The Yomiuri ShimbunFire was streaming from the back of Japan team captain Saori Kimura as she scored point after point against Italy in the women’s volleyball qualifier for the Rio de Janeiro Olympics on Saturday. At least, that’s the way coach Masayoshi Manabe saw it.
The 29-year-old outside hitter scored 31 points and set the pace on defense with steady receiving of serves during the key match at Tokyo Metropolitan Gym as Japan grabbed one of the four available spots to Rio in the eight-team, round-robin tournament, which served as both the world final qualifier and Asian qualifier.
“I was absolutely determined to make it [to Rio],” Kimura said after the match, which Japan lost 3-2. “We were able to come together as a team.”
The two sets Japan secured earned it a top-four finish in the qualifier with a game in hand. Fifth-place Thailand (3-3) had a chance to tie Japan (4-2) in win total, depending on the results of their final games, but after Saturday’s results, Japan held an insurmountable edge over Thailand in set ratio.
The young Japanese team — only four of its 14 members went to the 2012 London Games — was under heavy pressure during the tournament. Haruka Miyashita, the 21-year-old setter, admitted her hands were shaking at times.
The stress level was also high for Japan against Italy because the match became a neck-to-neck battle. After Japan took the first set 25-23, the following two sets both were tied at 24 points. However, it was Italy that had the strength to push through, taking both sets 27-25.
A loss in the next set would have meant Japan would have to decide its fate in the final match. And after reaching set point, Japan allowed Italy to rally and make the score 24-21. But it was Kimura who locked up the final point — the veteran, who has been to the past three Olympics, put the ball over the net to score.
“There was nothing to lose today,” Kimura said. “So I’ve decided not to be passive, and just keep on attacking.”
Said Manabe: “I felt as if I could see fire coming from Kimura’s back — it has been a while since the last time I’d seen that.”
A native of Tokyo, Kimura got into volleyball in her second grade at primary school. She played at Seitoku Gakuen High School (now Shimokitazawa Seitoku), known as a volleyball powerhouse. After graduation, she joined the Toray Arrows, helping the team win four domestic league titles.
She was chosen as a national team member in her second year at Seitoku, going to three straight Olympics starting with the 2004 Athens Games.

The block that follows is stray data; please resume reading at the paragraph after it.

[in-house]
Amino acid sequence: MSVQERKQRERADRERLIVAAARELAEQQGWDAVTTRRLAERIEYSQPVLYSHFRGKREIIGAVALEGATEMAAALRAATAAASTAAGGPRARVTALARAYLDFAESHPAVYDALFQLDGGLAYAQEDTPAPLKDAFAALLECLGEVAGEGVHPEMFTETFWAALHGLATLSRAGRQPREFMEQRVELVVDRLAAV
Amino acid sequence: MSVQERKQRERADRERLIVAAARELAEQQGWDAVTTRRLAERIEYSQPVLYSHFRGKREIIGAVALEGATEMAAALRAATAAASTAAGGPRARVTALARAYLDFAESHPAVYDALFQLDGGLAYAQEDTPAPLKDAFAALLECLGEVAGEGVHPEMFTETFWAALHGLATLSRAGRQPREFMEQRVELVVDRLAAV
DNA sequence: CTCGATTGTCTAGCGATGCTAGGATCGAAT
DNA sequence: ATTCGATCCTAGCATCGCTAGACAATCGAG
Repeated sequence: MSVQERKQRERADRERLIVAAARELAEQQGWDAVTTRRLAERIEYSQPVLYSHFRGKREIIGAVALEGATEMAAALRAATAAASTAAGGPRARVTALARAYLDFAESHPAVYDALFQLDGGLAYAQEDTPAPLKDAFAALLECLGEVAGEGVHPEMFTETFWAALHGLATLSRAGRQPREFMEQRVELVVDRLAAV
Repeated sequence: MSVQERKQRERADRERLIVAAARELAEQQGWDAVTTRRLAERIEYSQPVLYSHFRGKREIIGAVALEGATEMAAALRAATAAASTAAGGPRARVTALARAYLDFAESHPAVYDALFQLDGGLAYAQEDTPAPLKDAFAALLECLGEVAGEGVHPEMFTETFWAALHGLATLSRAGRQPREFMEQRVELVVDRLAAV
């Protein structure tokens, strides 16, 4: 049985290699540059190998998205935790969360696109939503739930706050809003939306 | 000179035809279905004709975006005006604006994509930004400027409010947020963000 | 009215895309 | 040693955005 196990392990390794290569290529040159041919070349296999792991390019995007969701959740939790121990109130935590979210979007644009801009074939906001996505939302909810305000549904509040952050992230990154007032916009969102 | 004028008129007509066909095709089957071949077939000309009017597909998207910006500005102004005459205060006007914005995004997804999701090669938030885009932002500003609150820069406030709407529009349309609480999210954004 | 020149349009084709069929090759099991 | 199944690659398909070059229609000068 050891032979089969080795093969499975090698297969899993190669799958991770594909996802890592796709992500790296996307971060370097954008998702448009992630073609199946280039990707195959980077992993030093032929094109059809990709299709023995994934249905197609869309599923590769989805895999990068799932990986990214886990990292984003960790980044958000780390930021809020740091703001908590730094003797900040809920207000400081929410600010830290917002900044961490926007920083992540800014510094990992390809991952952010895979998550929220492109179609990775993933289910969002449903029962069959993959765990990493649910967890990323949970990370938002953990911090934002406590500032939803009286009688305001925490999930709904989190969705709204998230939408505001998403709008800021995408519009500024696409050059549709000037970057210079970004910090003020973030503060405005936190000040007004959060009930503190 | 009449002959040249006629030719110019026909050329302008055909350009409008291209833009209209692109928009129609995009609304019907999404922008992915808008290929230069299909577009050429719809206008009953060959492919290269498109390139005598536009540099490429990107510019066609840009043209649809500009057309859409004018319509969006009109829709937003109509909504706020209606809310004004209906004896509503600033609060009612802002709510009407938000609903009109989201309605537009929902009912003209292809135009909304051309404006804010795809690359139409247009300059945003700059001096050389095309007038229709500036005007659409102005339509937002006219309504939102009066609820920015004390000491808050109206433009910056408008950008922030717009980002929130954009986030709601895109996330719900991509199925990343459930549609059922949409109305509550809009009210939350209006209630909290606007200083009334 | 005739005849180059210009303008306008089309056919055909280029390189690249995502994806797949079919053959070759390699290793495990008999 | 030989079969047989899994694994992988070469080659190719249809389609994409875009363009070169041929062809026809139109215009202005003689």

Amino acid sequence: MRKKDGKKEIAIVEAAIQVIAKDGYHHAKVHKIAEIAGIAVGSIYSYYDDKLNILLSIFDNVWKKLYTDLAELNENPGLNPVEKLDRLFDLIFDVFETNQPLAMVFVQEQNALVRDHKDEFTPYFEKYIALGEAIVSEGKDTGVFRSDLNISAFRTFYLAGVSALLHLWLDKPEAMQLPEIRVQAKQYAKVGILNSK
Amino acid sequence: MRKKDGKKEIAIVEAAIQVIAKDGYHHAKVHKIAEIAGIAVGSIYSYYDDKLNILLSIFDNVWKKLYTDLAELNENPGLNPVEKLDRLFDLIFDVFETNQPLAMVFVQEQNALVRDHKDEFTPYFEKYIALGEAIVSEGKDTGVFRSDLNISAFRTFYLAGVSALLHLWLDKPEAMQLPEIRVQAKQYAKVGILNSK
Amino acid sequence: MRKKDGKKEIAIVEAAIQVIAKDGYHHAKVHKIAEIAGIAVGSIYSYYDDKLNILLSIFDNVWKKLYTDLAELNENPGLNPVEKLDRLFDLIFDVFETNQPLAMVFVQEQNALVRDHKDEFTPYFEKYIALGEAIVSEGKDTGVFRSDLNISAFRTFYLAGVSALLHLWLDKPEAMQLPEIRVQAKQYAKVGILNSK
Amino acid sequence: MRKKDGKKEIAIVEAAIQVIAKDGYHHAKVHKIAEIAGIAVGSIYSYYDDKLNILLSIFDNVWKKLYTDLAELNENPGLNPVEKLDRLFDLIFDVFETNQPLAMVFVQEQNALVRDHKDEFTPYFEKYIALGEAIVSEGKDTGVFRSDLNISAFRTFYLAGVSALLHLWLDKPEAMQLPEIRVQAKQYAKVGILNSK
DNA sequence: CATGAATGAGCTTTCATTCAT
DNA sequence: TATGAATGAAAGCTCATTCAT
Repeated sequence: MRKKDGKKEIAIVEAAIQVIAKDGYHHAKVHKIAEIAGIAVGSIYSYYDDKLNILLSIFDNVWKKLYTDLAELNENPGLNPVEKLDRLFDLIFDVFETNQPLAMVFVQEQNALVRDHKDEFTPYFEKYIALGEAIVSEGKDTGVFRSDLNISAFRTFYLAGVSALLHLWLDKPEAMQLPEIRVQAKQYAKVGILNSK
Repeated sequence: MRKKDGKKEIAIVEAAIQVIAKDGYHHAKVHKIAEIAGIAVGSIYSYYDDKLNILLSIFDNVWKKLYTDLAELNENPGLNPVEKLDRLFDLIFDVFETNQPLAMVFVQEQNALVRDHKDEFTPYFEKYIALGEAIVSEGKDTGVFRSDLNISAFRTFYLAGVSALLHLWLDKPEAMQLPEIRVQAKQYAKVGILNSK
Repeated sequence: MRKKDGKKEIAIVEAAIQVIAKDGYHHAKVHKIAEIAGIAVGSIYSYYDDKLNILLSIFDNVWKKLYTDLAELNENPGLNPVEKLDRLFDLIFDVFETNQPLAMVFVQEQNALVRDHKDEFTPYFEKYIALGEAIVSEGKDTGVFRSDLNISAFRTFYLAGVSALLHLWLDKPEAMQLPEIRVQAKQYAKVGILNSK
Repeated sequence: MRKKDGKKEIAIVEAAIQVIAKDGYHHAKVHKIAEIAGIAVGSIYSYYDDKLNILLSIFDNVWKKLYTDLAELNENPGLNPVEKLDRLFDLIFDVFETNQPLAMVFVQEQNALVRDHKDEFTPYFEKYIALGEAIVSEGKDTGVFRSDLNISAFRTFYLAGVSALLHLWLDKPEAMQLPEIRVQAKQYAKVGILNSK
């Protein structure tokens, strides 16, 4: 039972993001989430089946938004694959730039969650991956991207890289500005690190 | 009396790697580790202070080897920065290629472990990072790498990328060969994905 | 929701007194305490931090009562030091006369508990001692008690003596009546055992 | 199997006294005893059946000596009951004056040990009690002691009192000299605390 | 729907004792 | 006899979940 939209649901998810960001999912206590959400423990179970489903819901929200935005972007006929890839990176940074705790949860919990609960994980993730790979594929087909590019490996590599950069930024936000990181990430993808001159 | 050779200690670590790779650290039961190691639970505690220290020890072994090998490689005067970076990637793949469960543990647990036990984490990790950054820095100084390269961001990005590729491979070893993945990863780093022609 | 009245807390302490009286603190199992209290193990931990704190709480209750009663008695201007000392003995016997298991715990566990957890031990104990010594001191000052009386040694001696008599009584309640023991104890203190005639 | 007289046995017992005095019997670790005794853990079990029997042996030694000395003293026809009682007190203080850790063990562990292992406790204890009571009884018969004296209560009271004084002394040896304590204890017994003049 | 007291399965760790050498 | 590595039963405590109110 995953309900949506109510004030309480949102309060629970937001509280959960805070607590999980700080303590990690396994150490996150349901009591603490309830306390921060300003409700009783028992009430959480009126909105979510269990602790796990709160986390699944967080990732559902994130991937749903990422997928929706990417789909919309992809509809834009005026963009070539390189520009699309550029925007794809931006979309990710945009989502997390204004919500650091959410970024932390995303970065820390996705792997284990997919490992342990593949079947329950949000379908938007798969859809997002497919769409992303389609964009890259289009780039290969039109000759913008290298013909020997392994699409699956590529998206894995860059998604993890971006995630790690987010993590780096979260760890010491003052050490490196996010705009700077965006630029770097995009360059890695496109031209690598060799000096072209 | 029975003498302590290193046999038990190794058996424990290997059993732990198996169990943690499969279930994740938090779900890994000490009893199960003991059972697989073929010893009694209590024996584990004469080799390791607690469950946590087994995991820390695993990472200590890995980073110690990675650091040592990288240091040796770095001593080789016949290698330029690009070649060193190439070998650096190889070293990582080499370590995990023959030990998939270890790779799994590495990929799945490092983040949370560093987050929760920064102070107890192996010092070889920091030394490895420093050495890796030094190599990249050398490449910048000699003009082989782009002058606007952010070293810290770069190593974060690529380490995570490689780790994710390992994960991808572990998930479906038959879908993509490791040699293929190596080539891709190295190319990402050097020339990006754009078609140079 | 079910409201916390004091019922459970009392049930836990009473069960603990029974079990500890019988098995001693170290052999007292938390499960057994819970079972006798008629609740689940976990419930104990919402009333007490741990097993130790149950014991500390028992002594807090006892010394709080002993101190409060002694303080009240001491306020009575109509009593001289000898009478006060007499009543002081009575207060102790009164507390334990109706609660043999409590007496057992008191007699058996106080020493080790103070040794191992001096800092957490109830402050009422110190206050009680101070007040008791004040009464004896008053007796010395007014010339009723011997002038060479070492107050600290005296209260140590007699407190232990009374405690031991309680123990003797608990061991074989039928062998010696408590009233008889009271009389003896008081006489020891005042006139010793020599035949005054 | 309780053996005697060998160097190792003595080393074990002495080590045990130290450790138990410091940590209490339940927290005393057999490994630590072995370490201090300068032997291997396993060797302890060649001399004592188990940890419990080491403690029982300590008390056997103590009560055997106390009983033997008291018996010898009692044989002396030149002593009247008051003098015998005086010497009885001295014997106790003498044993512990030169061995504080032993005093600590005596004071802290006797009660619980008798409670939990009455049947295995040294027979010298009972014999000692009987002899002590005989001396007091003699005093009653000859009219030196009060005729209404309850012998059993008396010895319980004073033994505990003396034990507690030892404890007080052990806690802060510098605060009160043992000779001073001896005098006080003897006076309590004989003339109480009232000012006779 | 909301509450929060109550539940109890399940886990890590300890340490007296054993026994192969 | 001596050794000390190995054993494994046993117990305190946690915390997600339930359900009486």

In 2012, Kimura propelled the women’s team to its first Olympic medal in 28 years, a bronze at the London Games.
After London, Kimura played in the Turkish women’s league. Manabe asked her to be the captain of the national team but, feeling a sense of accomplishment after London, she declined the offer, and told the coach of her intention to retire in January 2013.
Manabe continued to try and persuade her, and after months of consideration, Kimura changed her mind and assumed the captain role in May that year. It was the first captaincy of her entire career, but did not go well at first.
Kimura is known as a gentle person — not the kind who pumps up teammates and motivates them with passionate speeches. Japan finished seventh in the 2014 World Championship, and fifth at the World Cup.
“My own play was not good and I failed to lead the team. Maybe I thought about things too much,” Kimura recalled about the period ahead of the Rio qualifier.
But her teammates gradually got a better grasp of her style of leadership, for instance when she paid particular attention to them. At last year’s World Cup, Kimura distributed presents she made by hand to each of her teammates.
“Saori is the first one to practice and the last one to leave. We are all witnesses to her efforts,” one national team member said.
On the final day of Rio qualifying, Japan beat the Netherlands 3-2 to finish third in the tournament.
Japan entered the fourth set behind 2-1, and the Dutch reached match point three times. But Japan tenaciously rallied back to take the set 32-30. Riding that momentum, Japan took the final set to win the match.
Japan, though, did have its spikes occasionally blocked by the Netherlands, which had a number of 1.90-meter players.
“We saw nothing but problems we have to overcome. I think we haven’t reached a point where we are capable of winning a medal that has a brighter color [than bronze],” Kimura said about the Rio Games.